On return from his Cuban exploration, Columbus learned of Fray Buil and Margarite’s desertion and that growing Taíno hostility in areas along the Yaque River endangered his men’s travel between the settlement at Isabela and Fort Santo Tomás (see post of September 11). As depicted in Columbus and Caonabó, in November 1494 (528 years ago), he decided to establish a fort along the river to crush resistance, to be named Fort La Magdalena on account of the river valley’s beauty. With Buil gone, Columbus had assumed oversight of the missionaries remaining on “Española,” and he also planned to establish a mission at the new fort with three friars, including the young Hieronymite Ramón Pané.
Fort La Magdalena’s location remains unknown today, but according to primary sources, I believe it would have been in Guatiguaná’s Macorix chiefdom on a bluff overlooking the Yaque nearby the juncture with the Mao River, much like the following photo taken in that area.
Fray Pané, a Catalan, had served prior to Columbus’s second voyage in the Monastery of Sant Jeroni de la Murtra in Badalona, Spain (north of Barcelona), where King Ferdinand had met him and likely commended him for the voyage (as depicted in Encounters Unforeseen). The following photos show the monastery’s commemorative busts of Isabella, Ferdinand, and Columbus, the cells where monks and Pané lived, and the gardens that Pané would have tended.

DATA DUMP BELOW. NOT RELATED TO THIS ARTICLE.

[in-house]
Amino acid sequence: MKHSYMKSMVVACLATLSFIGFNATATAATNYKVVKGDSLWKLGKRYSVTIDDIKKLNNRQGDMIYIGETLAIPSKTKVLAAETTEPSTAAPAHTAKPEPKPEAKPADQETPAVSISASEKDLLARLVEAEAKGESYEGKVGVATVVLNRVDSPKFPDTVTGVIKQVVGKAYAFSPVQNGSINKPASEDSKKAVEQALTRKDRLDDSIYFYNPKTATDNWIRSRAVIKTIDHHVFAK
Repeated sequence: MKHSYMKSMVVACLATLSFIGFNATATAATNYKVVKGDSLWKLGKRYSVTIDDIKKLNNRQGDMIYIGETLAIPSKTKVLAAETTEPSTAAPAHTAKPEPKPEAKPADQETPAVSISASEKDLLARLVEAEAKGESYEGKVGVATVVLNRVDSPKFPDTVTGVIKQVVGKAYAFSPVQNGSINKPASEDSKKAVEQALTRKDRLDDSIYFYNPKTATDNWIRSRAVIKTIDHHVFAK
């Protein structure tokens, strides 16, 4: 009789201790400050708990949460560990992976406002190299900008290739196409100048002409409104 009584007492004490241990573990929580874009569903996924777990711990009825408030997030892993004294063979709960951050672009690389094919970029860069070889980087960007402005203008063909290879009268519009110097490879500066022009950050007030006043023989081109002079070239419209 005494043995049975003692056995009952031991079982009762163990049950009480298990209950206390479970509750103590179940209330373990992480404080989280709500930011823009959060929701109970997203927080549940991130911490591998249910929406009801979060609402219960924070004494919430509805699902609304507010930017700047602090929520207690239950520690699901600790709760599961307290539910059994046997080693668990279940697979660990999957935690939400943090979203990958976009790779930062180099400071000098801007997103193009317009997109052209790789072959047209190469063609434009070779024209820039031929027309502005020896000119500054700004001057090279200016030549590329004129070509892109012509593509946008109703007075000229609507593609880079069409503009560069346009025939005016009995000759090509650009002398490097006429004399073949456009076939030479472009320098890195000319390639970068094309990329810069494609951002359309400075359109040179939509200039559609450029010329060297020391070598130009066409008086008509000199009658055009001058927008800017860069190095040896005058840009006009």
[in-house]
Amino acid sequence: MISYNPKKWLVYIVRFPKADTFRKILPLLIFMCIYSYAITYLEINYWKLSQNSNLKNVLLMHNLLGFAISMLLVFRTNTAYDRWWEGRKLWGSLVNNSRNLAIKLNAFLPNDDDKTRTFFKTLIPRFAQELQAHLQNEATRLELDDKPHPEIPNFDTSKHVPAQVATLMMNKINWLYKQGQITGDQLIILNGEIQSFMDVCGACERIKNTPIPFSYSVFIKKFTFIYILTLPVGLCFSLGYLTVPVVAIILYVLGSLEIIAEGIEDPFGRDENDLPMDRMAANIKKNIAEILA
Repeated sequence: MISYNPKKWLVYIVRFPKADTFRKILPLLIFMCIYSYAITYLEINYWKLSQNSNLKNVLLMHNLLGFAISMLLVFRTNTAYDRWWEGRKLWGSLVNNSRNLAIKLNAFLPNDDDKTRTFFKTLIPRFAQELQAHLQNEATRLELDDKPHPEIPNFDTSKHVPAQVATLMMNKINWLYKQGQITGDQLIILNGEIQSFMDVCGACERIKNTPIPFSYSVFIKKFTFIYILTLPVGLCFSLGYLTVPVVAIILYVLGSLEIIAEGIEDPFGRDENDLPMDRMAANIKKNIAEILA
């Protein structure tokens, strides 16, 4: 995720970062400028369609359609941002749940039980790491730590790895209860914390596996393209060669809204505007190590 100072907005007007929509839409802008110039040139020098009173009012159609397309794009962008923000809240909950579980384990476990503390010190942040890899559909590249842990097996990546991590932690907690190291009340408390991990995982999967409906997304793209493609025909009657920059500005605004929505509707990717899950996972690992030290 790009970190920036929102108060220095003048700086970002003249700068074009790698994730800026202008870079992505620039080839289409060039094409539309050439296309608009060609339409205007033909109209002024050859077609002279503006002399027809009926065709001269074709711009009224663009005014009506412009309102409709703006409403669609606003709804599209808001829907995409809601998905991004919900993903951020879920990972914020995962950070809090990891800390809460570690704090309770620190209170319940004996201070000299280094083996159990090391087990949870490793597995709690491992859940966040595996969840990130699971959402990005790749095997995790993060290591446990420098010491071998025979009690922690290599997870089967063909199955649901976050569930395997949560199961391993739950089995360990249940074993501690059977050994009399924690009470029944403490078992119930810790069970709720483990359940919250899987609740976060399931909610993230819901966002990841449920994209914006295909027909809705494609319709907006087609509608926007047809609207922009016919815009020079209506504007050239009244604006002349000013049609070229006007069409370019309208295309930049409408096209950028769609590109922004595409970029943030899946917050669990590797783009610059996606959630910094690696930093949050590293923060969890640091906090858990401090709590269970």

In addition to evangelizing, Columbus directed Pané to study and write a report on the Taínos’ religion, which Pané completed by 1498. The report is known today as An Account of the Antiquities of the Indians and recognized as the seminal primary source on fifteenth century Taíno religion. Pané later served as a witness critical of Columbus in the investigation of Columbus’s conduct when he was removed from Española’s governorship in 1500 (to be depicted in the next sequel).
As related in Columbus and Caonabó, soldiers, Pané, and the other friars departed Isabela in early December 1494 to build the fort, and Pané began teaching nearby villagers who would become the first Taínos known to be baptized on Española.